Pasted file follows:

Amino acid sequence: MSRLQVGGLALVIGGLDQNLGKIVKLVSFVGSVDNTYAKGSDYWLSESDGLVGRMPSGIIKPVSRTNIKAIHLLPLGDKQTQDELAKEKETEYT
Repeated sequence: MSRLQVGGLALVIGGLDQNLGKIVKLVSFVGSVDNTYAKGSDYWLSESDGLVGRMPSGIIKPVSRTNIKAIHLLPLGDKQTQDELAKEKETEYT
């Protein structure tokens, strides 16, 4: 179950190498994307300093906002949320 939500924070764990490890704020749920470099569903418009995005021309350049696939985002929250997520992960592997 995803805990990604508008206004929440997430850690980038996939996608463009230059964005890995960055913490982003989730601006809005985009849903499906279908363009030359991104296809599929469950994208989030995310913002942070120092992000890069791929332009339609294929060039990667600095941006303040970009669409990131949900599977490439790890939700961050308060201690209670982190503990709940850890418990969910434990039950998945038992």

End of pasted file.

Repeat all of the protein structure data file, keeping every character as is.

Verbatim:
Amino acid sequence: MSRLQVGGLALVIGGLDQNLGKIVKLVSFVGSVDNTYAKGSDYWLSESDGLVGRMPSGIIKPVSRTNIKAIHLLPLGDKQTQDELAKEKETEYT
Repeated sequence: MSRLQVGGLALVIGGLDQNLGKIVKLVSFVGSVDNTYAKGSDYWLSESDGLVGRMPSGIIKPVSRTNIKAIHLLPLGDKQTQDELAKEKETEYT
């Protein structure tokens, strides 16, 4: 179950190498994307300093906002949320 939500924070764990490890704020749920470099569903418009995005021309350049696939985002929250997520992960592997 995803805990990604508008206004929440997430850690980038996939996608463009230059964005890995960055913490982003989730601006809005985009849903499906279908363009030359991104296809599929469950994208989030995310913002942070120092992000890069791929332009339609294929060039990667600095941006303040970009669409990131949900599977490439790890939700961050308060201690209670982190503990709940850890418990969910434990039950998945038992």